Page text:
It has been come clear that there are times in the school year when many of the students are stressed over exams and getting good marks… their stress comes out in many forms from headaches, to upset stomachs and nausea and vomiting and as a result they arrive in the clinic…..  these symptoms are treated but the real cause also needs to be addressed…. the stress. The staff work hard to support their needs, talking to them, praying for them and now we have pastoral care once a week in the clinic for these types of issues both for the students as well as everyone else.

There was a young 7 year old student who presented herself to the clinic staff everyday for almost two weeks with various complaints……. all examinations, and lab tests were negative and this had the clinic staff wondering what was wrong. Finally, the family were called in…….. the staff were wondering if she was mistreated at home but the parents showed love and compassion for their child. They stated that she did not want to go to school……. after much discussion with the girl and her family it became clear that she did not like school and especially her teacher. The parents were told to bring their daughter back to the clinic the next day by which time, I was expected to have discussed this issue with the administer of her grade. The rest of that day, I spent  finding out who was responsible for the student/ who was the principal for her grade, discussed what we discovered in the clinic and ask if this student could be moved to a different class. Once the information was presented, the administer was very willing to move the student…..a week later, I checked up to learn that the girl was busy catching up on her homework, happy and making friends.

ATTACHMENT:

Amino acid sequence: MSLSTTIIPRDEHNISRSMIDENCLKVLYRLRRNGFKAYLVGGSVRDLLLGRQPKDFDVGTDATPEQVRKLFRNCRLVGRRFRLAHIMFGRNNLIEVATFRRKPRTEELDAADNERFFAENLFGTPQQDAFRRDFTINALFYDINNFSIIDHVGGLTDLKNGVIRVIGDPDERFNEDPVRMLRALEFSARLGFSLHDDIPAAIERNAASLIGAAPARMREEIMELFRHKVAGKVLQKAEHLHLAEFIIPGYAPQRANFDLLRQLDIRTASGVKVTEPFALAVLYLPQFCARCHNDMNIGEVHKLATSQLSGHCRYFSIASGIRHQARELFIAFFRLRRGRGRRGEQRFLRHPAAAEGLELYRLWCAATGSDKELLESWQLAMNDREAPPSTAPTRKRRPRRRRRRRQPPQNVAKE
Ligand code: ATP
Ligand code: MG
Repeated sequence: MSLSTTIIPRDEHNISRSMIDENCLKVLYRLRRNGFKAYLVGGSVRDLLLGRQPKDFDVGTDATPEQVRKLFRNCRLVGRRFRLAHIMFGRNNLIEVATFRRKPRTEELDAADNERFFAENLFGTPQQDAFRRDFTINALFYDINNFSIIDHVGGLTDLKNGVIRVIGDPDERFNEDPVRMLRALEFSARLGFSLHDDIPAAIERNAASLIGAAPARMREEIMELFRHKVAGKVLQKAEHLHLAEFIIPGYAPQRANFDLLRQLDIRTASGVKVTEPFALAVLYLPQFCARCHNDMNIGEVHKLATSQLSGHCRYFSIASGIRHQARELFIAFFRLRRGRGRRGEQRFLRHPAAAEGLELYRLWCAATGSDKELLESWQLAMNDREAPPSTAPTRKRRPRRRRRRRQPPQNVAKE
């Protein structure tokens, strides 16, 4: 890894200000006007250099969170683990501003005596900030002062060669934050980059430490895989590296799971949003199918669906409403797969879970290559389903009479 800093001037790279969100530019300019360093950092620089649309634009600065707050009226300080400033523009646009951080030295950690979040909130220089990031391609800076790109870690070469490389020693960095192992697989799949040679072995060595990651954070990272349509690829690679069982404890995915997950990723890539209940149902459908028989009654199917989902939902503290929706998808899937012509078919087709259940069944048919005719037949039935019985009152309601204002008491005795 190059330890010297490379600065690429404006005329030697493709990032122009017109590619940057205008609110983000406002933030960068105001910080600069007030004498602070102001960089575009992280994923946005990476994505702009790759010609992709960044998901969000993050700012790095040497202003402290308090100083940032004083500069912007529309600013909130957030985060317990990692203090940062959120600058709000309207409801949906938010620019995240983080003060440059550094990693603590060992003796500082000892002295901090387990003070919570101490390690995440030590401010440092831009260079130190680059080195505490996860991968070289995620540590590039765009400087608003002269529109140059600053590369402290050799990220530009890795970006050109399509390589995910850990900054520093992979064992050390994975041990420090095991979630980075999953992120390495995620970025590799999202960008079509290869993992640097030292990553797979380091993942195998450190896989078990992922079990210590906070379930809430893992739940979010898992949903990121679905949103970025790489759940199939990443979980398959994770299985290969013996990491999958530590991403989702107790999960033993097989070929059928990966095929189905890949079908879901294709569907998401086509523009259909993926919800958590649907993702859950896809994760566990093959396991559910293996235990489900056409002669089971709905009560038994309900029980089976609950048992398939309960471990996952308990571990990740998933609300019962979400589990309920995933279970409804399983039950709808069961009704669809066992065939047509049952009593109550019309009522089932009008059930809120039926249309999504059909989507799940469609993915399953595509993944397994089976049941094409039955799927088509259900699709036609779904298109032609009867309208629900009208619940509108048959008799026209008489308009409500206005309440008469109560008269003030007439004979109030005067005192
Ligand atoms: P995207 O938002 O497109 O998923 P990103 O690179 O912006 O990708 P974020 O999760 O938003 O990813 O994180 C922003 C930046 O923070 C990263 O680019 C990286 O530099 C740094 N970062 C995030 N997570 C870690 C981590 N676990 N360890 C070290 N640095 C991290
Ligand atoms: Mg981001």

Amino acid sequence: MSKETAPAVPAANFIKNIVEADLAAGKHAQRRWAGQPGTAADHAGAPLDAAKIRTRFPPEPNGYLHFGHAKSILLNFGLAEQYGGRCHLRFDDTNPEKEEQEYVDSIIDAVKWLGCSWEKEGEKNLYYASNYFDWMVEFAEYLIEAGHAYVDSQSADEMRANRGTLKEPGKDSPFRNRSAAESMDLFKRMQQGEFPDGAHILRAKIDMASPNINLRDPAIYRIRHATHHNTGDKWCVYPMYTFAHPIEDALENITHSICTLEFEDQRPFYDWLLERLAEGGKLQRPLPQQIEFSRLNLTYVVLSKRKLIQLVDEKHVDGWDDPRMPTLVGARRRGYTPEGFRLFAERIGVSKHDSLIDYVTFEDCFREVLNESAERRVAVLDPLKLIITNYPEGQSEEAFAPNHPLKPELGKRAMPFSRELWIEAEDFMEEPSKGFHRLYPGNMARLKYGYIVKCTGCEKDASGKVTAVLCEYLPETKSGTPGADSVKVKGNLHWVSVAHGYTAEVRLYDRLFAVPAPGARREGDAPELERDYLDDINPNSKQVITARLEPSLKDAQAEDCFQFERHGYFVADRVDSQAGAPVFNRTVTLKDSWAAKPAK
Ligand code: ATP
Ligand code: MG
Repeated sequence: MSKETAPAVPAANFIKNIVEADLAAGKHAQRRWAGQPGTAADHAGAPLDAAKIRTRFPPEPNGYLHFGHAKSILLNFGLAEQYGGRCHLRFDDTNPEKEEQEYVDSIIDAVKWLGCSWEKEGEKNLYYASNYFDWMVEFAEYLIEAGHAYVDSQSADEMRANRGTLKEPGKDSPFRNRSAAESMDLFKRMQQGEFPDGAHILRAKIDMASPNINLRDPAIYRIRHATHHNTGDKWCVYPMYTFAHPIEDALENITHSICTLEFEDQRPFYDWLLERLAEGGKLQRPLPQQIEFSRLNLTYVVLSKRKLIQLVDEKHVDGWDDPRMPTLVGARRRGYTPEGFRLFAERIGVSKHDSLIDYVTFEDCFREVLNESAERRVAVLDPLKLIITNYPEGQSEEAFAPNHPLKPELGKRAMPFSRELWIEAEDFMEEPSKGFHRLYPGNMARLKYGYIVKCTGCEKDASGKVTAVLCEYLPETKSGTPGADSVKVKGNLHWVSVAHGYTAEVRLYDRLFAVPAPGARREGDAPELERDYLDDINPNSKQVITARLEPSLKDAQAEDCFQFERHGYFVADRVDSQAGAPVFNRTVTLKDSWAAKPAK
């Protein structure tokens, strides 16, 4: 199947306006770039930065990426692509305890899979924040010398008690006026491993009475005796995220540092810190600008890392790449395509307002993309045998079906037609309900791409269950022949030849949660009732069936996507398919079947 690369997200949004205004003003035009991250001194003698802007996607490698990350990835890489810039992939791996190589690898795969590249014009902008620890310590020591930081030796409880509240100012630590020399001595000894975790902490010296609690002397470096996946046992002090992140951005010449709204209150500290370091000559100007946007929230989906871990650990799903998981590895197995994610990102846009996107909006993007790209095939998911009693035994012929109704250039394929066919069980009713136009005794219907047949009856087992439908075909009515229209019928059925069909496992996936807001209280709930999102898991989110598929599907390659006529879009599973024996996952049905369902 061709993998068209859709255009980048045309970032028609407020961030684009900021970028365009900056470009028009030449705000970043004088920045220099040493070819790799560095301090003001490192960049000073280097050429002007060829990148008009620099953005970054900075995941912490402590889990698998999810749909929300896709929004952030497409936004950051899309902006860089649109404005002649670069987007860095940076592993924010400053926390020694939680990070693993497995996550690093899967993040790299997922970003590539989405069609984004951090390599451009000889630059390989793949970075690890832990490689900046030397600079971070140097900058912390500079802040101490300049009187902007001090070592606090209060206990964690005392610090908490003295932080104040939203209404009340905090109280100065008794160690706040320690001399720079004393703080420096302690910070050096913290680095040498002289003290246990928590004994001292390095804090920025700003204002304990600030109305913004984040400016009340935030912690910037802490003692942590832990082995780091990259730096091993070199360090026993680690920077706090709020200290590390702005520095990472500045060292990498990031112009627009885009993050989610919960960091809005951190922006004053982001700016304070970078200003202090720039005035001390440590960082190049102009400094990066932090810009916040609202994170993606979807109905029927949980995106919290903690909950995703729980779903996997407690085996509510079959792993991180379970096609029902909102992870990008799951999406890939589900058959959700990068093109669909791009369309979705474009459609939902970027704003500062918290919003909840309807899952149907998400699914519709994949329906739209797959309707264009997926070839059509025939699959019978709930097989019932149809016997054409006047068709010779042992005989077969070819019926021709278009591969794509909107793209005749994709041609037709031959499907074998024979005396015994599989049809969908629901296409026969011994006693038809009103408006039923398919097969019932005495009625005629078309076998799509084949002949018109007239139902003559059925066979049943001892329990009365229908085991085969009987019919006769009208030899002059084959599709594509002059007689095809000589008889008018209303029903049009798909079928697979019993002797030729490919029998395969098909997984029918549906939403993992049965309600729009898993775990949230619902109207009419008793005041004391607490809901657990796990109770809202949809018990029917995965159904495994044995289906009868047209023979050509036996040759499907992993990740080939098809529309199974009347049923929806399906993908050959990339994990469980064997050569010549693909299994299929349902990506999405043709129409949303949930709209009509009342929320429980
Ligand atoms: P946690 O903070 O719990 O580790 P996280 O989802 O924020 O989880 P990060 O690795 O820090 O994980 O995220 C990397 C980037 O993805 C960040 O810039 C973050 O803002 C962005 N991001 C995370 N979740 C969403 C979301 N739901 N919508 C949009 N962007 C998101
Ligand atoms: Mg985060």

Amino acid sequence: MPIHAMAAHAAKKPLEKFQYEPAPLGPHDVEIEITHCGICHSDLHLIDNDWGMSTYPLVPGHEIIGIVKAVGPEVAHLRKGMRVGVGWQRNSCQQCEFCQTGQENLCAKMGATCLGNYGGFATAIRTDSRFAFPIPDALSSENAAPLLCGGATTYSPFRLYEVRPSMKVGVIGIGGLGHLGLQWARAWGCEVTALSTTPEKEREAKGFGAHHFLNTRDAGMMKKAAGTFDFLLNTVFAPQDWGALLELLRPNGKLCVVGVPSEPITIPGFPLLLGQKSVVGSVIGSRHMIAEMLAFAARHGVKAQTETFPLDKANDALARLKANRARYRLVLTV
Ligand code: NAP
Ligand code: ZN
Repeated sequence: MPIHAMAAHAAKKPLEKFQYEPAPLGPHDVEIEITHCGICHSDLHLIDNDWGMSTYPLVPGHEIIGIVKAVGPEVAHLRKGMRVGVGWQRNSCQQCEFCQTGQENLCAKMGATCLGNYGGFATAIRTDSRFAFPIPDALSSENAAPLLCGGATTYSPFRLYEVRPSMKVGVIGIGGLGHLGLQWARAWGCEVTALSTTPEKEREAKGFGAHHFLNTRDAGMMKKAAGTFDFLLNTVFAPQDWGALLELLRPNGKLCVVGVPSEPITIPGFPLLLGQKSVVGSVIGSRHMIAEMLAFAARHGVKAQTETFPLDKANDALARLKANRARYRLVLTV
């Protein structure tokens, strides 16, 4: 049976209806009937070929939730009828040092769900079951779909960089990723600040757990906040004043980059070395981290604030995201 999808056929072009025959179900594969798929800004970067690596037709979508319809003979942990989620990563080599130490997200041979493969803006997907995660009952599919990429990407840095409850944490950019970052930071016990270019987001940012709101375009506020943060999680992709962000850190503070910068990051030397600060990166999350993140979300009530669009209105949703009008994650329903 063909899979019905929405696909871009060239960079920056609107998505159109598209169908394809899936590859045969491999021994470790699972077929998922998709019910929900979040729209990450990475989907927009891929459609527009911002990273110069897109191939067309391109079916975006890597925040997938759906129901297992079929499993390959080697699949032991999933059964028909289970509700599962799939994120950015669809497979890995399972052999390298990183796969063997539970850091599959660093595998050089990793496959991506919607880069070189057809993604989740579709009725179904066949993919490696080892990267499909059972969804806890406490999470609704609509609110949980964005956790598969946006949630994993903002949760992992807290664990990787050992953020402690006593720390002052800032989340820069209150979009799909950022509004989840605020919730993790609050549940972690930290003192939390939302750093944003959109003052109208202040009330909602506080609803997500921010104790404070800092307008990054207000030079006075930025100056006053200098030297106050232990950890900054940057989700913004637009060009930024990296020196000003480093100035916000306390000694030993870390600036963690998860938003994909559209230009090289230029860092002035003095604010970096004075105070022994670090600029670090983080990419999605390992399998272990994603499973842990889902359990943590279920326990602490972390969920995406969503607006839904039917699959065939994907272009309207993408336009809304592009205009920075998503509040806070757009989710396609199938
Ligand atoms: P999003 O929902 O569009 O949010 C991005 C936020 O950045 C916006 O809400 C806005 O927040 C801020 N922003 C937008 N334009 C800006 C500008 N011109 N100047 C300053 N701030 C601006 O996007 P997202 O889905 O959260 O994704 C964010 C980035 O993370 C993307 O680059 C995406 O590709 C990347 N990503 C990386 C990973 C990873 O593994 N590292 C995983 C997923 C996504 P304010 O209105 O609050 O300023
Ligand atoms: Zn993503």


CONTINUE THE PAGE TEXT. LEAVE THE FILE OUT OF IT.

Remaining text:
My job takes me all over the compound and I get to speak with many interesting and caring teachers, administers, and staff ……each want only the best for the students.

Some told me that my life and job in Kibaale was a soap opera…. unfortunately, the stories are not the imagination of a writer but real………. real lives are touched each day by the clinic staff….. they do an amazing job with the little they have…..